Preventing And Minimizing Motion Sickness - My Family Travels

Heading out on a long road trip, train journey or cruise? Here's the latest in herbal and pharmaceutical remedies to ease the symptoms of motion sickness.Heading out on a long road trip, train journey or cruise? Here's the latest in herbal and pharmaceutical remedies to ease the symptoms of motion sickness.

Don’t let a queasy stomach ruin your next cruise, road trip, or flight. Here are some tips from pediatricians, traveling moms and the folks at ShopSmart, a publication of Consumer Reports, who share their tips on what to do to counteract or better – prevent – motion sickness. Bring some of these herbal or pharmaceutical remedies along when you take to the road this summer, so you can enjoy your lunch – and avoid losing it:

Herbal & Folk Remedies

Ginger: Although far from proven, this is safe and worth a shot, especially for mild symptoms. Ginger root, typically sold in candies and capsules, has the most supporting evidence as an anti-nausea remedy. Occasional use of up to 250 milligrams four times a day is considered safe for most people, including women who might be pregnant.

Probiotics: Anyone who hangs out in a health food store has probably heard about the benefits of probiotics, or "good" bacteria, a common remedy used in other countries for stomach upset and occasionally prescribed by U.S. doctors to kids who are taking anti-biotics for an infection. In addition to capsules and powders, among the crop of new travel-oriented products are Attune candy bars, which come in eight flavors and are said to provide five times the beneficial cultures found in one yoghurt. We sampled a delicious chocolate mint bar but can't testify to its efficacy, but to prevent a carsick kid or lessen the chance of contracting Montezuma's revenge, we'd try anything!

Wristbands: Bracelets such as Sea-Bands, found at drugstores, stimulate acupressure points on the wrist and have been shown to combat nausea in some situations. The evidence that they work against motion sickness is mixed. However, they’re safe and can be used along with other remedies.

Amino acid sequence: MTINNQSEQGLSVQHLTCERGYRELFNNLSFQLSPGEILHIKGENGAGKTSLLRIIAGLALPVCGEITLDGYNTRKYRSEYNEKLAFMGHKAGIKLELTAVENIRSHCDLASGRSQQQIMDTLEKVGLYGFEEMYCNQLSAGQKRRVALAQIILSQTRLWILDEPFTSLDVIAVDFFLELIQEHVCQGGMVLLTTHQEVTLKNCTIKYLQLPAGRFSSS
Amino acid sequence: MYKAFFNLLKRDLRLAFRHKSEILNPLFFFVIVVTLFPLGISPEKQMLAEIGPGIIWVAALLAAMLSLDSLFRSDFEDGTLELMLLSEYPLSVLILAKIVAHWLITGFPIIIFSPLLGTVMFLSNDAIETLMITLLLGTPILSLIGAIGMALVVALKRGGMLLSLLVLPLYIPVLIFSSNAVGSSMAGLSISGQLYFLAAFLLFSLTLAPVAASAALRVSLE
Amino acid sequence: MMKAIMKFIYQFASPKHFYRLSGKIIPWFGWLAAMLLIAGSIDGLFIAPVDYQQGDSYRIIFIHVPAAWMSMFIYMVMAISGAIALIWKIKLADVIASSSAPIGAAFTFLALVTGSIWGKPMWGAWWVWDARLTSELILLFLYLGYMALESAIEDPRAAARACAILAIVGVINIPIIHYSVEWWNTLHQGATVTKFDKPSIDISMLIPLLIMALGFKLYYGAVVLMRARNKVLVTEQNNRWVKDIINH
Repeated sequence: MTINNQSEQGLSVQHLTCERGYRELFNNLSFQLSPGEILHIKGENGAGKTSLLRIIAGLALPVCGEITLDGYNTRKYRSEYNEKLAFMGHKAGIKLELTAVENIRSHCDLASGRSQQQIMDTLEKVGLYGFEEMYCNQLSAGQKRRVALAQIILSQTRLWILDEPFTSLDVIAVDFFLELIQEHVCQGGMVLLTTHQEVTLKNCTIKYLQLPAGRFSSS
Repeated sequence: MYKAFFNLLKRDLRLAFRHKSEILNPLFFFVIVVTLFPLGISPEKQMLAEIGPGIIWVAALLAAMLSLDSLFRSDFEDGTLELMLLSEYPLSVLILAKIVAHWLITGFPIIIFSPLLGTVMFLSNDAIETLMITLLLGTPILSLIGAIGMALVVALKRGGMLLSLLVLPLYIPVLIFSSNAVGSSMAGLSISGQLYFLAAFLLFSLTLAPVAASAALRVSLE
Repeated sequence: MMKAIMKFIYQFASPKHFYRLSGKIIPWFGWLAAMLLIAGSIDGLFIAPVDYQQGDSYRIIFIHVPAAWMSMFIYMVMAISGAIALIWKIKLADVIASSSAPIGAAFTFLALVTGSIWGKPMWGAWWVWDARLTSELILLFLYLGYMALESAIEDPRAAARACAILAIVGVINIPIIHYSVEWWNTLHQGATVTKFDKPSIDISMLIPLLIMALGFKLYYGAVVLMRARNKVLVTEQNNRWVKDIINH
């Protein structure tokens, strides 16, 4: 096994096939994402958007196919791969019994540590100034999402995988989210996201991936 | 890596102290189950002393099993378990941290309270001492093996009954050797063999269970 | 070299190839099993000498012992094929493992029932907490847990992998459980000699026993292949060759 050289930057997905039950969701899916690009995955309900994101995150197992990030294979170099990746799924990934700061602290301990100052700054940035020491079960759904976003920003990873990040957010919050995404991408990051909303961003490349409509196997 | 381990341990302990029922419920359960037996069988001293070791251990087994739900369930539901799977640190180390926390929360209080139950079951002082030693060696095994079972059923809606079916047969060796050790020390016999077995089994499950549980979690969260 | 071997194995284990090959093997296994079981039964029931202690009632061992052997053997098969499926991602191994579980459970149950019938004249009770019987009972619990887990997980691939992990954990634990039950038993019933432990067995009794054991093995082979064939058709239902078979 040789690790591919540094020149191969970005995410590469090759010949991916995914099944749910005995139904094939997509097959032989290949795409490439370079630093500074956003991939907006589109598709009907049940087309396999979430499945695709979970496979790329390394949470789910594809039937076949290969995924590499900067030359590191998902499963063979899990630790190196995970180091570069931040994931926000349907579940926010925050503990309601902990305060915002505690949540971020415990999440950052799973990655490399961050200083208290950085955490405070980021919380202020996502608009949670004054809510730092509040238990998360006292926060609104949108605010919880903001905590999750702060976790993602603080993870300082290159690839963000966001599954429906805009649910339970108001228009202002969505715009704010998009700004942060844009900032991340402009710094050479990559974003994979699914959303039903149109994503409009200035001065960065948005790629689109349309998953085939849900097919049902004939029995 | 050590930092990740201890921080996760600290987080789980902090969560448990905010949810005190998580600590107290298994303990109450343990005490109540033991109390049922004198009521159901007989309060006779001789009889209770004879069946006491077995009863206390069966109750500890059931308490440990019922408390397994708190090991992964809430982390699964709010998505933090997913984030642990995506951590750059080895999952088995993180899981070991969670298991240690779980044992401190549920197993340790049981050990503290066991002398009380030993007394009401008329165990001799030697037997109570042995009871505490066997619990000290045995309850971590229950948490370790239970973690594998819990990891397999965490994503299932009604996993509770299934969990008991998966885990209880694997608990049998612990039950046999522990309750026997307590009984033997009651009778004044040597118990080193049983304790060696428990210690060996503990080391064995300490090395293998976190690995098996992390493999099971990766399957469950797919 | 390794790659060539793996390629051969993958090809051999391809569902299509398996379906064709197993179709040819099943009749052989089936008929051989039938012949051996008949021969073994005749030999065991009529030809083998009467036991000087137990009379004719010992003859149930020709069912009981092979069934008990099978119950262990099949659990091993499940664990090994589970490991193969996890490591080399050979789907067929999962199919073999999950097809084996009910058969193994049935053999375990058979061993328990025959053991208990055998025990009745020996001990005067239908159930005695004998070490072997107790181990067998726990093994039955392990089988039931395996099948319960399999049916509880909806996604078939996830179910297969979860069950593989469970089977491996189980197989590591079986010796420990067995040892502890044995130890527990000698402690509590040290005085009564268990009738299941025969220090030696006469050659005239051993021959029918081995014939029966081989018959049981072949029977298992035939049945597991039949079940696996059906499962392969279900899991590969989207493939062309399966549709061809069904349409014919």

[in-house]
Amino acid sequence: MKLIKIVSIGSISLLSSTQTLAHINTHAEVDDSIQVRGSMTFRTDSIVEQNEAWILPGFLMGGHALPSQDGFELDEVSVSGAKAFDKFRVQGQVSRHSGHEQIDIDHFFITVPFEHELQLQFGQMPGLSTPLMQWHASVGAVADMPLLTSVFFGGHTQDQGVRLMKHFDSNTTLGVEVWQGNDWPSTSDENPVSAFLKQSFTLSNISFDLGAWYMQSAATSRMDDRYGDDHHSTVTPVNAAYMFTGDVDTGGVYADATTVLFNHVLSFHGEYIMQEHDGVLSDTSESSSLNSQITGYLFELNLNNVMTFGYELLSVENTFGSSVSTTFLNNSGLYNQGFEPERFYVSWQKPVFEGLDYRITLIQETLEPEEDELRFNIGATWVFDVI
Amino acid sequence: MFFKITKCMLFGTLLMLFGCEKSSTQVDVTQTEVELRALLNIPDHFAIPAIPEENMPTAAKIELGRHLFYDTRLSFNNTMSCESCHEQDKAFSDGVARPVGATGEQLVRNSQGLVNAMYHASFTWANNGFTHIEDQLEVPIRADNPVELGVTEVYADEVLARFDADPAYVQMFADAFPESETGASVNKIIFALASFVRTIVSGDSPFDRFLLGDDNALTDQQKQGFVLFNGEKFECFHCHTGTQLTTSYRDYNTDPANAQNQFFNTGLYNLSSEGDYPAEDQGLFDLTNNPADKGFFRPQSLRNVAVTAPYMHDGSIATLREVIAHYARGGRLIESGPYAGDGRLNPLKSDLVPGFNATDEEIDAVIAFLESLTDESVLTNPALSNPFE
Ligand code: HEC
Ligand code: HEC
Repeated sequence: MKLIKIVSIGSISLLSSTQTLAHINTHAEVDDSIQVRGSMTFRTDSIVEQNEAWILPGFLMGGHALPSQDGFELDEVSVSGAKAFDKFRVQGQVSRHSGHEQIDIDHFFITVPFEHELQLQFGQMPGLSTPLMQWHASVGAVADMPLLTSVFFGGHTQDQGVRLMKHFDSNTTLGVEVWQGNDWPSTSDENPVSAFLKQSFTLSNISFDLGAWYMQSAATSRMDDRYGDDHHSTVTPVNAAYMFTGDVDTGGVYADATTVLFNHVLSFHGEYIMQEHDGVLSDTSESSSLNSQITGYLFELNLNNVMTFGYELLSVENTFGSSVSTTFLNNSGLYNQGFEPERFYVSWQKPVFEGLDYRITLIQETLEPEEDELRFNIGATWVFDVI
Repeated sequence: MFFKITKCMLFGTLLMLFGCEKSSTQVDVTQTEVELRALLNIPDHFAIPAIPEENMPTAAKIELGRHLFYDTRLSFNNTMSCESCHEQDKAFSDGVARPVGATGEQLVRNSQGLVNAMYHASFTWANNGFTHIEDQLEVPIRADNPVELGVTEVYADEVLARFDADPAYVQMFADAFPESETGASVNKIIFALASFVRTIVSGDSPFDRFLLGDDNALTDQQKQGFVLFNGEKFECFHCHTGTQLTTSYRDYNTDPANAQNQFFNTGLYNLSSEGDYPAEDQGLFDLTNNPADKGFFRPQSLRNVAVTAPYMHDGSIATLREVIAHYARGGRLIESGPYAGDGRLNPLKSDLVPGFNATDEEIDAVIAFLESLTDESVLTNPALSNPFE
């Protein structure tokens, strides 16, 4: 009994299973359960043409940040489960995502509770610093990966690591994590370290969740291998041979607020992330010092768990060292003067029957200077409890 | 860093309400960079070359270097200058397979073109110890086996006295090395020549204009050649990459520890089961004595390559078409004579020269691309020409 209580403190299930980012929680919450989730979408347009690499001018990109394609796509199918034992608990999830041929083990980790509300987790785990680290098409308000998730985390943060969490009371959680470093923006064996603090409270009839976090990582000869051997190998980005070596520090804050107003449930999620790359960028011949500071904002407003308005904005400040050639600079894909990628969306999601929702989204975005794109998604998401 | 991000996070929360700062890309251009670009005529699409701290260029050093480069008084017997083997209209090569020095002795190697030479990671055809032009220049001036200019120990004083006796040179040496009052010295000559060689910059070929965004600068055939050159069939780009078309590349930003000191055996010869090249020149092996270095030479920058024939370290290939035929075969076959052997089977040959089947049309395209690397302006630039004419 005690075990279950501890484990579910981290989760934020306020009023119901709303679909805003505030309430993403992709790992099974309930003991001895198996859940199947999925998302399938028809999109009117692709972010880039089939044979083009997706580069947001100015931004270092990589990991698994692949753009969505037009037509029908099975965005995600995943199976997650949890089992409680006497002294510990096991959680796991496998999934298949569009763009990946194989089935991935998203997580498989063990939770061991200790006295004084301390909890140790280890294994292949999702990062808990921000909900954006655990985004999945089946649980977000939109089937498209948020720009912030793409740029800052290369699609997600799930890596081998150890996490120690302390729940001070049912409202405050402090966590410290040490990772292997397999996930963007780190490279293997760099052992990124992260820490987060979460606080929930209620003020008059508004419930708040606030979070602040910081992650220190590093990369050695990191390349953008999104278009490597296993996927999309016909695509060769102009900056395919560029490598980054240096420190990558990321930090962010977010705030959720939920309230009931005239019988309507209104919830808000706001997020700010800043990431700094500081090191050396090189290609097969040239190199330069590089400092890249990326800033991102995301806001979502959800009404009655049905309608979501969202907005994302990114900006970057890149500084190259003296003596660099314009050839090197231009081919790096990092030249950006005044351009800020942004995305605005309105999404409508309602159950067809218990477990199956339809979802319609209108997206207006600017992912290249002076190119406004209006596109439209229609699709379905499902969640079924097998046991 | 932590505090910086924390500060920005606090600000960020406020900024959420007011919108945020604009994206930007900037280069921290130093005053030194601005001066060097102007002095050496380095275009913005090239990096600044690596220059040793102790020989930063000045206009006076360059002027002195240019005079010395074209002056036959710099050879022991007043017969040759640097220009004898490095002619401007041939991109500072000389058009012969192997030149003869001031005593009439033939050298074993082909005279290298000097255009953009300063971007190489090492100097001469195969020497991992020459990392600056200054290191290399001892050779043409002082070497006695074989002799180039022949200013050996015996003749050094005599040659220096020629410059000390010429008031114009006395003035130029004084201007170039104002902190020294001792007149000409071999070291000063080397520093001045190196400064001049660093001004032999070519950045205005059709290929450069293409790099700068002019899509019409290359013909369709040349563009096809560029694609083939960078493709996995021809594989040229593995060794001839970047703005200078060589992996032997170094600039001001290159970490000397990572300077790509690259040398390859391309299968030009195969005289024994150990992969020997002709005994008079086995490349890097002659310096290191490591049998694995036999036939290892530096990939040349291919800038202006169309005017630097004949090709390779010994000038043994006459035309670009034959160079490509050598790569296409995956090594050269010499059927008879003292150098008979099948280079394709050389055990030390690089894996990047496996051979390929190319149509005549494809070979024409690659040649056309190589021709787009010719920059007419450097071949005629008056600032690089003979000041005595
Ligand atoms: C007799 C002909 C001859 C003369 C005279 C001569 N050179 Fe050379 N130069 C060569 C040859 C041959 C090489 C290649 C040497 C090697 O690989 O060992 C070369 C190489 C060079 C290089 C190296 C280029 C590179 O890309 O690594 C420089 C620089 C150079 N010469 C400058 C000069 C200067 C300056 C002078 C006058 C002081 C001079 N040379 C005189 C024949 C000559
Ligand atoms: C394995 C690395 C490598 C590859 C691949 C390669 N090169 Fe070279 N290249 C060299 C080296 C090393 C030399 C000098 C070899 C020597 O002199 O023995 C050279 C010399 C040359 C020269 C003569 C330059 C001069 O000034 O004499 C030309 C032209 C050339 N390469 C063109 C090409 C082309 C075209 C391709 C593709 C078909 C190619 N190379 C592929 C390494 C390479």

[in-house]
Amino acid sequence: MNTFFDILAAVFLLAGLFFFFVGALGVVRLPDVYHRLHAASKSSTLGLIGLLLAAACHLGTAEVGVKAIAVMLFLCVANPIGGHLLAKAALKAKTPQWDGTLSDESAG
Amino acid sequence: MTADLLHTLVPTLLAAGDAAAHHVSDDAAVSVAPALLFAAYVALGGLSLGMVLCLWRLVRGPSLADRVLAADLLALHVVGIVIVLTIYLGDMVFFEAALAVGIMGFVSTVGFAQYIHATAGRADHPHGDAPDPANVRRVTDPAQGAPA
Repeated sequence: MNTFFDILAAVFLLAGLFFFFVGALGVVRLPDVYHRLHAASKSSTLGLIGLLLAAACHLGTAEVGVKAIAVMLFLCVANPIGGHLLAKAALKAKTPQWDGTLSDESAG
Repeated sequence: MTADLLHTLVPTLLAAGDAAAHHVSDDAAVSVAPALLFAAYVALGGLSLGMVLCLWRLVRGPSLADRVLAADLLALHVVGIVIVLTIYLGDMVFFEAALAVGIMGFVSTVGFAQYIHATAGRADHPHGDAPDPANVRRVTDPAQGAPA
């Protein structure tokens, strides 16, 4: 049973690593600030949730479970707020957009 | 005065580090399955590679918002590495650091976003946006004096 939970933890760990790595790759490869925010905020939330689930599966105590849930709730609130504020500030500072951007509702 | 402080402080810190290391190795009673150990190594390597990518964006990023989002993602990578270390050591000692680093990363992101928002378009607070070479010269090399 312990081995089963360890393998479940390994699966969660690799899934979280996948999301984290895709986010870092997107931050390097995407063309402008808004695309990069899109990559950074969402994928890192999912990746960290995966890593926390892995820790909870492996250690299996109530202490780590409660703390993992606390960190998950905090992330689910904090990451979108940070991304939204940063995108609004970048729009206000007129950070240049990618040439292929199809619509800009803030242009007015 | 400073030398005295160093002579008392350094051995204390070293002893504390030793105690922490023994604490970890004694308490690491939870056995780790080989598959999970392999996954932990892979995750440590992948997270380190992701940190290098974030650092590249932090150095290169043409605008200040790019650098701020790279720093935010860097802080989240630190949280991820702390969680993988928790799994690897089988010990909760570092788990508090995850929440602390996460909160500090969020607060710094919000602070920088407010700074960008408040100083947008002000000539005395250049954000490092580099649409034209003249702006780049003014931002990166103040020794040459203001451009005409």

Drugs to Combat Nausea

Antihistimines: Older over-the-counter antihistamines such as dimenhydrinate (Dramamine) and diphenhydramine (Benadryl) have been proven to counteract motion sickness and are approved by the Food and Drug Administration for use by children older than 2. The catch is that they take 30 minutes to an hour to kick in, and they can leave you feeling drowsy or light-headed. Newer, non-sedating over-the-counter antihistamines such as loratadine (Claritin) and cetirizine (Zyrtec p) might relieve allergy symptoms but don’t appear to quell a queasy stomach.

Prescription Drugs: If all else fails and this is a recurring problem in the family, you may need to ask your doctor for prescription relief. Promethazine (Phenergan) is another antihistamine effective at relieving nausea, but it might make you sleepy. Another choice is prescription strength meclizine (Antivert), although it, too, may cause drowsiness. A scopolamine patch (Transderm-Scop) is also very effective, but side effects including blurred vision and severe drowsiness make it a treatment of last resort. Some patients also report a rebound effect, including nausea, dizziness, and headaches when they remove the patch.

5 Tips to Nip that Queasy Feeling in the Bud

•  Eat stomach-soothing foods: Have a light meal about 3 hours before setting out. Avoid dairy products and foods that are high in protein or sodium. A light breakfast of an orange, for example, may stay down better than bacon and eggs. If motion sickness strikes, munch on crackers and take small sips of a carbonated drink or fruit juice. Chew on ginger candies or pop a ginger supplement. Chamomile and peppermint are also used to quell stomach upset.

•  Get the best seat: Pick the spot least affected by motion — up front in a car, over a wing on a plane, or midship on a boat deck.

•  Avoid nausea triggers: These include alcohol, cigarette smoke, and pungent odors. The power of suggestion is strong, so if possible, stay far away from other sick passengers.

•  Focus your mind: If you can, lean into your headrest to minimize movement and focus on the horizon or a distant object. Don’t read or watch movies. If you’re queasy, close your eyes and recline until the feeling passes.

•  Get some air: Crack a window, turn on a vent, or step out on a ship’s deck to get some soothing fresh air.


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